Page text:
In 2006 Wired writer Jeff Howe coined the term “crowdsourcing.” Three years later Kickstarter launched, and since then, $1 billion in crowd funding from 5.7 million people helped start up creative projects. Yet of all the campaigns on Kickstarter, fashion, interestingly enough, is the least successful type—only about 29% of fashion campaigns meet their goals.
Our culture craves originality, and there is hardly a more common form of self-expression than what we choose to wear. When it comes to crowdsourcing style and fashion, the irony is that, sometimes, you have to actually be part of a crowd to champion individualism. Want to own something unique? Many other people do, too.
Perhaps that’s why the recently launched fashion site Crowdemand seems like a more distinctive crowdsourced venture than many others that attempt to sell “democratized” fashion on a large scale. To get featured designs into production, Crowdemand doesn’t actually require that much of a crowd (despite its name)—more like an exclusive cocktail party at the Soho House.
The platform offers up small collections of limited-edition pieces by up-and-coming and established designers over the course of two-week campaigns. The prices and number of demands needed to push the various pieces into production vary, but each backer supports their favorite pieces by putting down 50% of the garment’s total cost.
For example, the current Meskita campaign features a $1,950 evening gown that requires as few as four backers, and a $320 top that needs as many as twenty-four. Pricey, but if a design does meet its minimum number of backers, the people who requested the piece during the two week campaign will be the only people to own the design. As the site’s co-founder Liat Cohen said, “We feel strongly that if you’re already spending 400 or 500 dollars on a piece, why not make it a piece that is truly unique—and that you’re part of creating?”
Exclusivity seems to be the biggest selling point for Crowdemand’s consumer base, but for the designers, the platform can be a useful tool for gauging reception to a design before risking any wasted material and productions costs if a style doesn’t sell—and this is huge in a time when retailers are liquidating more designer fashion than ever.
Cohen says, “We always say to designers that Crowdemand is sort of a like a safe space to play to test the market—do you want to try a new price point, or try a new category, or these new pieces that might have been overlooked but you really believe in? So the new demands kind of have multiple purposes.”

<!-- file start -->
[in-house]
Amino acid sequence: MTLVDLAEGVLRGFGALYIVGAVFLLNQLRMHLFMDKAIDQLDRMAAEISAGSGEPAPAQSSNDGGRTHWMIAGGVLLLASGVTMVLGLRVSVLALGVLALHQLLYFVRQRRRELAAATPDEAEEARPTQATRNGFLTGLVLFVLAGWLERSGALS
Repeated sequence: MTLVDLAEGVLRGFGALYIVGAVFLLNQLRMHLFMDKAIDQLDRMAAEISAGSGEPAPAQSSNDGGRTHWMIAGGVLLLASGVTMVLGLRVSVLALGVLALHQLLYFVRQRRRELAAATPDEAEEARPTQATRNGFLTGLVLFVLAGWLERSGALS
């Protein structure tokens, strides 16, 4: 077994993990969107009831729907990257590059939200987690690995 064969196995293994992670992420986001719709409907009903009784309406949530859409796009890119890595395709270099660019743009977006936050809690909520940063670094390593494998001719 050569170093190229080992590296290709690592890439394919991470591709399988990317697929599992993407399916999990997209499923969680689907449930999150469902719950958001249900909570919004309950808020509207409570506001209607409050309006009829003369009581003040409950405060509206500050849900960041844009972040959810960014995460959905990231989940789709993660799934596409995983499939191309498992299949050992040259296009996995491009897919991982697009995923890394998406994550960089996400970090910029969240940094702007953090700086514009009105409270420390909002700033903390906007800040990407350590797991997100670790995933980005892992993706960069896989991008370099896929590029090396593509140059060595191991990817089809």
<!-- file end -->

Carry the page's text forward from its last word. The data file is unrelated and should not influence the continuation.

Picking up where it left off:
Meskita’s Sales and Marketing Director Beva Braakensiek mirrored the sentiment. “We worked together on choosing those pieces; we wanted to have different price points, different styles and key pieces that represented entry price points, and also we’ve got a dress on there that’s kind of at the higher end of our collection as well.”
And Cynthia Rowley, the designer Crowdemand debuted with, adds, “We’re enthusiastic in any way that we can create a conversation with our CR girl. We believe in a direct online only commerce model. [Crowdemand] is definitely a way where we can own the space for a few weeks and have access to our customer’s feedback before the clothing hits the selling floor.”
So the rationale is solid. And while it’s fair to admit that Crowdemand is less than a month old and has only launched three campaigns, it may be worth noting that none of the designs by Cynthia Rowley, Whit or Meskita have yet been voted into production. Nearly all of Cynthia Rowley’s pieces hit at least the halfway mark in terms of demands, but the site may currently be doing more to let designers know what won’t sell than what will. The most successful fashion Kickstarters of all time are “The 10-year Hoodie” by Flint and Tinder, which promises consumers a sweatshirt that is guaranteed to last 10 years (or can be returned for repair), and Gustin, a San Francisco start-up that offers men’s designer jeans that were originally sold in boutiques for $205 for only $81 if enough pledges are made to produce a certain style. Both of these ventures are based on offering consumers ultimately less expensive, quality products—and interestingly, both are marketed to men.
Crowdemand has certainly carved out a unique and much-needed space for high-end designers to test the market waters, and they offer an exclusive product, which is an appealing attribute given the price tags on the designs featured. Everything about Crowdemand seems positioned correctly—so we’ll have to wait and see how fashion fares putting its fate in the hands of a crowd.